David Newman, also known as Durga Das, is becoming one of the most recognized names in the rapidly growing kirtan movement. To date, he’s released six CDs—including Lotus Feet, Leap of Grace, and To Be Home—and he was one of the headliners at Bhakti Fest 2010. Pranamaya talked to him about the devotional practice of kirtan, and why so many yogis are now singing its tune.
Pranamaya: How did you first get into kirtan?
David Newman: I started playing music when I was in my early teens and I started practicing yoga in college. Then in 1990, when I was in law school in New York City, I was working at a metaphysical bookshop during the summertime. Someone who worked with me was affiliated with an ashram in upstate NY and she invited me for the weekend. That was my first kirtan experience.
After law school, I started teaching yoga instead of practicing law, and I opened a yoga studio in Philadelphia called Yoga on Main. In the ‘90s, Neem Karoli Baba started coming into my sphere, in my meditations, and my dreams, and I hosted some of his disciples—kirtan wallahs like Krishna Das, Bhagavan Das, and Jai Uttal—at my studio. They had a huge impact on me. They had taken kirtan out of the ashram setting and integrated it with some interesting musicality. I started to write music again and it started to be directed in the devotional realm. Now, I travel full time as a kirtan wallah. Finding kirtan was kind of like the big landing for me in terms of my reason for being. It fits who I am.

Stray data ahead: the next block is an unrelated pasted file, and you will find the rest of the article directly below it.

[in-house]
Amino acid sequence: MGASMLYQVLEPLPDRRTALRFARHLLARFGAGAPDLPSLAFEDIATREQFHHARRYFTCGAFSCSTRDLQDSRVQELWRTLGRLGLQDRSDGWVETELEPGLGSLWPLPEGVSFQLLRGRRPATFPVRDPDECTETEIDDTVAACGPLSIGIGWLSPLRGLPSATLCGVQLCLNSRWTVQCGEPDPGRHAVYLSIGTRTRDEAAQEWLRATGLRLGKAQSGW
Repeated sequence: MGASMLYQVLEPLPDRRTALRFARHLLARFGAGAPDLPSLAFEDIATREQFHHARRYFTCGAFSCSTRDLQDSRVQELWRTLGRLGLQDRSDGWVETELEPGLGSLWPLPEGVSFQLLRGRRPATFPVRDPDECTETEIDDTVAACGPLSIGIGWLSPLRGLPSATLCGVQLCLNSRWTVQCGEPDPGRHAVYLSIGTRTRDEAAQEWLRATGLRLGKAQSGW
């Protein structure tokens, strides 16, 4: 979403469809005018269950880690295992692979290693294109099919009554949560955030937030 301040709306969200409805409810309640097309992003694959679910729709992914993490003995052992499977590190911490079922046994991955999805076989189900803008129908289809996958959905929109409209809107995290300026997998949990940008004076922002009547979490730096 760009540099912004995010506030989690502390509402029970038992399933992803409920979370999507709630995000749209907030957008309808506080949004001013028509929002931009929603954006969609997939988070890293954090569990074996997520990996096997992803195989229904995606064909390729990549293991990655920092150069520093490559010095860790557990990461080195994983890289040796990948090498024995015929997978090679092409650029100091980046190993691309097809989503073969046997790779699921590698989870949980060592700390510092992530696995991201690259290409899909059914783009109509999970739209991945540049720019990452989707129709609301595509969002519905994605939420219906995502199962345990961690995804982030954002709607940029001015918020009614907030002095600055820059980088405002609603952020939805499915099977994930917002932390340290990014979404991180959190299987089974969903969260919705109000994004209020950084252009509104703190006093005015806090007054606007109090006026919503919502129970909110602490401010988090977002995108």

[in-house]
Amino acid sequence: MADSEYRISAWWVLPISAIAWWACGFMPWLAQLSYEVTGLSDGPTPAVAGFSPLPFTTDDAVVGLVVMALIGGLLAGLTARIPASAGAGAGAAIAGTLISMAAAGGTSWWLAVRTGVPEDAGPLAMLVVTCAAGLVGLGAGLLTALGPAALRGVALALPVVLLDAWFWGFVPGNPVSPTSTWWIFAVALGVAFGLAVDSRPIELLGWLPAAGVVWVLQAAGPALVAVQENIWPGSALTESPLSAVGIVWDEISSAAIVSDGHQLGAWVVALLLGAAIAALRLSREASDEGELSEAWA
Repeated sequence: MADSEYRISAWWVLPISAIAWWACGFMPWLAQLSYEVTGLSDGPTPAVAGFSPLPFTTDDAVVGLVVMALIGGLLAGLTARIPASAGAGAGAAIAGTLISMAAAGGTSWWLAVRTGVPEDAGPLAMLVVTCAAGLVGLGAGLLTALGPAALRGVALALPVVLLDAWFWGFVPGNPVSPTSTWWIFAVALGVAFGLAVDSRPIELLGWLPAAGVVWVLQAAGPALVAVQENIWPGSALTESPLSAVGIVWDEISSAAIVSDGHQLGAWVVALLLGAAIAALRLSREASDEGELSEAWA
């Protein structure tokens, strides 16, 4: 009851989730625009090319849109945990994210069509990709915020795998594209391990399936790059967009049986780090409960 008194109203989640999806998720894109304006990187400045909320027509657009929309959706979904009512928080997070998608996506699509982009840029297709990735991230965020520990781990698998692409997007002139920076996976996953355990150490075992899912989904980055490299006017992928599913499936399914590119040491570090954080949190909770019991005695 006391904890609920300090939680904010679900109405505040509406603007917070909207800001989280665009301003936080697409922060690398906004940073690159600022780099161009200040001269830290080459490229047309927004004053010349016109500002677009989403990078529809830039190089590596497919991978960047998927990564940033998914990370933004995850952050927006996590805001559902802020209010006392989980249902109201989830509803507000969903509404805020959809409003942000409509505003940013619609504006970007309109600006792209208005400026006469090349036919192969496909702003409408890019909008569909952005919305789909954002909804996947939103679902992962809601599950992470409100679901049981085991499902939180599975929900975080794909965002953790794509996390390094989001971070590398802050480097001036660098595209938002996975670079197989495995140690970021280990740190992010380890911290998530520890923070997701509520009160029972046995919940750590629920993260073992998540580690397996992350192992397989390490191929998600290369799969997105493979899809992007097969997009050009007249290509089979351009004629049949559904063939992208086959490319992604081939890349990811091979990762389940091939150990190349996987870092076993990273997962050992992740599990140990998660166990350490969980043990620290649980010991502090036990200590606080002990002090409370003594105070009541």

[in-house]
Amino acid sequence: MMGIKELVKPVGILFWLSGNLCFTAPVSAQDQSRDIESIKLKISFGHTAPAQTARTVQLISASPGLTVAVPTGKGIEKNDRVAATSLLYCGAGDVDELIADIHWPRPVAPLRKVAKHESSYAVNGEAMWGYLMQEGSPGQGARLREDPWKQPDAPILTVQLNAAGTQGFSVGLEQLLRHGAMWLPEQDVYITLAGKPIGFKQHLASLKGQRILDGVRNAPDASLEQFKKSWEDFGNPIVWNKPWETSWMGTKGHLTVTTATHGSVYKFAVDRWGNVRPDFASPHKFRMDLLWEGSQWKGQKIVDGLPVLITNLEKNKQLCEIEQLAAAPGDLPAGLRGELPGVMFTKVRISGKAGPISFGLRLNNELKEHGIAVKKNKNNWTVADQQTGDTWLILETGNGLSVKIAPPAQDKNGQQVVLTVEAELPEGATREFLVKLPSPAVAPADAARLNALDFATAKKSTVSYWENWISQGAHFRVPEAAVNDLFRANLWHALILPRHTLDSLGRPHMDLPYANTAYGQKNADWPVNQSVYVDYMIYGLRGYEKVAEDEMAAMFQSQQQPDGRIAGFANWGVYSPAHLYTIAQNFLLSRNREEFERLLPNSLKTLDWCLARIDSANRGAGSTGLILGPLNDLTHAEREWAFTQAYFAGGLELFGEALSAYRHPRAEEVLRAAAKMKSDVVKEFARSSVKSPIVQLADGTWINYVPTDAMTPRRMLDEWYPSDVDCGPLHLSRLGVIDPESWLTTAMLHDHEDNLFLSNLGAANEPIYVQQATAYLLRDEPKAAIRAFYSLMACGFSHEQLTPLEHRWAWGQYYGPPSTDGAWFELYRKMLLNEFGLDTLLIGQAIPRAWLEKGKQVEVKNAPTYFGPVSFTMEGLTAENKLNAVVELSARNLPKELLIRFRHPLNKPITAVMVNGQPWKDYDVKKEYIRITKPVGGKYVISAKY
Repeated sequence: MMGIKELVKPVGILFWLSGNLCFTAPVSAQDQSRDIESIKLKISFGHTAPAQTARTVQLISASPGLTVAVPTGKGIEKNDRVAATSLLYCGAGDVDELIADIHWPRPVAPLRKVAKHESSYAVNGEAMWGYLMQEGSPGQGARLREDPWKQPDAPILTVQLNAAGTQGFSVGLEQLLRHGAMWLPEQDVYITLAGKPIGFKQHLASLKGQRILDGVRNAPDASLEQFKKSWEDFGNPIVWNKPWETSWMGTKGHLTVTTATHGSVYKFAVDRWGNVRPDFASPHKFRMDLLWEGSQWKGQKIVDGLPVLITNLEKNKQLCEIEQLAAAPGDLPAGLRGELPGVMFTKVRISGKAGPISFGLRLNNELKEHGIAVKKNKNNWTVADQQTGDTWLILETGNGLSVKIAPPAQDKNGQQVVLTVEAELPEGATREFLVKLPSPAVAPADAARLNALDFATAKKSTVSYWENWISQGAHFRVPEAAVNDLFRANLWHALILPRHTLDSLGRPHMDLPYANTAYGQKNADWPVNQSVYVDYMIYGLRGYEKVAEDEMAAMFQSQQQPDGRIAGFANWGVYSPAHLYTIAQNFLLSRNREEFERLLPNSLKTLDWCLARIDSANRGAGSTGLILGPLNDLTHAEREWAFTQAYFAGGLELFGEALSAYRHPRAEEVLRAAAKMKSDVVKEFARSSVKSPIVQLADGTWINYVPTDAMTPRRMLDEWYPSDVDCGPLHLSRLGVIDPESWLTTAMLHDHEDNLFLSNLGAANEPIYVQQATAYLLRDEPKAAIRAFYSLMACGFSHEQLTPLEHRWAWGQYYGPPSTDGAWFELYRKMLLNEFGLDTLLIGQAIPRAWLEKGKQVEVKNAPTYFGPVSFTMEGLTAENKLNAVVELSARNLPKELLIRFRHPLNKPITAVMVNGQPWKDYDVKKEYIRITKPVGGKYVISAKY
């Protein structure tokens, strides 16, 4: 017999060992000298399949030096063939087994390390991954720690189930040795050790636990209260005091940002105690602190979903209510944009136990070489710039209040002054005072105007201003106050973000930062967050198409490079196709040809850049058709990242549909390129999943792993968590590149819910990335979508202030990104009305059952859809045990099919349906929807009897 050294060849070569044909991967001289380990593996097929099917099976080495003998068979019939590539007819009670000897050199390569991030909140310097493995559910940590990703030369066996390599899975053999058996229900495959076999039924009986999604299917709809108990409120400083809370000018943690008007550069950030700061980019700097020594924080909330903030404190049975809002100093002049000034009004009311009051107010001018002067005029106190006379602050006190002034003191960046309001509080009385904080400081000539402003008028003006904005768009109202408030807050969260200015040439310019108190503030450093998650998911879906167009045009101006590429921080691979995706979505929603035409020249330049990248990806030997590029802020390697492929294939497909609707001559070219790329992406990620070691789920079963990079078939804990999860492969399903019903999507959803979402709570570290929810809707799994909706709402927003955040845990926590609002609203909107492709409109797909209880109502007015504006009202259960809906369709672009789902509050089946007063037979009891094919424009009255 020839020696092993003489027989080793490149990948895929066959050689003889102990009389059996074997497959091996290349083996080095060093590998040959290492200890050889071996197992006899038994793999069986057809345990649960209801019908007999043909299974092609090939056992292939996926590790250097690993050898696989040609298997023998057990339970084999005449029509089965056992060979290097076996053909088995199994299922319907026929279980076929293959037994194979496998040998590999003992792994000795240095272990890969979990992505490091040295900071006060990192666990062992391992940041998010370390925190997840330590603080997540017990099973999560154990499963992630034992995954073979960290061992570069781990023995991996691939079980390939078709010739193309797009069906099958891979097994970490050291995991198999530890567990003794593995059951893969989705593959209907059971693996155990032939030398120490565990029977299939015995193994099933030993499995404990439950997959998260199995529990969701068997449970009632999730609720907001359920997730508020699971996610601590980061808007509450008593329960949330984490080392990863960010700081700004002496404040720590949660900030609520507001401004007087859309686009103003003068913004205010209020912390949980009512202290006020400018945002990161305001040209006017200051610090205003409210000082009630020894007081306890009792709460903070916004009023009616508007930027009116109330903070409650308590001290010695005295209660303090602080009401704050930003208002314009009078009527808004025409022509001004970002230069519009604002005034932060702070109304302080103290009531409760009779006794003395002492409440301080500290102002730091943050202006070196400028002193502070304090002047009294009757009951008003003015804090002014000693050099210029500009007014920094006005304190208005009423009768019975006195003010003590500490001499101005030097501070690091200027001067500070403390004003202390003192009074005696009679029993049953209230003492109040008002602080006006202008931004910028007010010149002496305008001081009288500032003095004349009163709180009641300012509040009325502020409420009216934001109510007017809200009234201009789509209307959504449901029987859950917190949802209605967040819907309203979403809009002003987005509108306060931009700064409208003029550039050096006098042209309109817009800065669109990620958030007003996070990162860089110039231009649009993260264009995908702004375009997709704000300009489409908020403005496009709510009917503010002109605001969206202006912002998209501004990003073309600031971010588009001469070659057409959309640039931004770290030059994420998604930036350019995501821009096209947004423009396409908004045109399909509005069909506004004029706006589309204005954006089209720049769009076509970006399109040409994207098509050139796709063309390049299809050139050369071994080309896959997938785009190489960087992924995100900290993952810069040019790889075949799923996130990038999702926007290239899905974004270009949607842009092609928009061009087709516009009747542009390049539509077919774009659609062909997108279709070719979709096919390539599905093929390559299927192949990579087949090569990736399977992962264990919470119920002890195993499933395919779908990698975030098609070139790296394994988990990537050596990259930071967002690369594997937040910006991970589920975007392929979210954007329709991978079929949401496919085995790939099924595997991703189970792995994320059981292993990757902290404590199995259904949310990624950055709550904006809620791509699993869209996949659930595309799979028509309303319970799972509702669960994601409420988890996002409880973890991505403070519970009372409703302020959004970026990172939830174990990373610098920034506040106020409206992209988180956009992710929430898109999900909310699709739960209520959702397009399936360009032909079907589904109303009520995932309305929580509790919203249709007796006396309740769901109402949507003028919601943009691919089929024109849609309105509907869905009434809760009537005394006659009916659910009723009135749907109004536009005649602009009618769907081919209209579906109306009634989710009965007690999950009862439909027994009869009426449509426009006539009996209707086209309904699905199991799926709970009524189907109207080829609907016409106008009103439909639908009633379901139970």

PM: You were at Bhakti Fest this year—what did that feel like?
DN: I think about Bhakti Fest and I think about the folks who were involved in Motown or any new exciting movement and I often feel that way about kirtan. To me, Bhakti Fest was a kind of Woodstock. There’s definitely a momentum and a passion for it and it is very exciting to be a part of.
SC: Why do you think this movement is happening?
PM: Everybody enjoys music and if one who is oriented on a spiritual path, it’s going to be a natural connect.
Also, kirtan is a lot like hatha yoga in that it’s really tactile. You come into a yoga class and you immediately feel a shift take place. And that’s the same thing in kirtan. It’s a powerful experience. The way that the mantras are calibrated, all you have to do is just sing and it happens. It’s not something you have to work at—it comes to you. And kirtan works on the level of the heart. In this age, with the challenges of life and the bombardment of technology, there’s a real tendency for the heart to shut down and close. So experiencing an open hearted feeling is something that all of us seek.
PM: How does kirtan work on the level of the heart?
DN: These mantras were developed to work on the heart by sages and rishis from thousands of years ago. Through the use of vibration, they reflect or mirror back things inside of us that may have become hidden. Kirtan literally means “to praise that which is exalted”. And I like to think of kirtan as a sort of exalted expression of who we are. So just think of all of the different vibrational impulses happening within us as human beings, and picture all of those vibrations happening at a higher frequency. The mantras are like these big magnets that just draw everything in us into a higher place. That’s why all of a sudden you feel this expansion and this heart opening.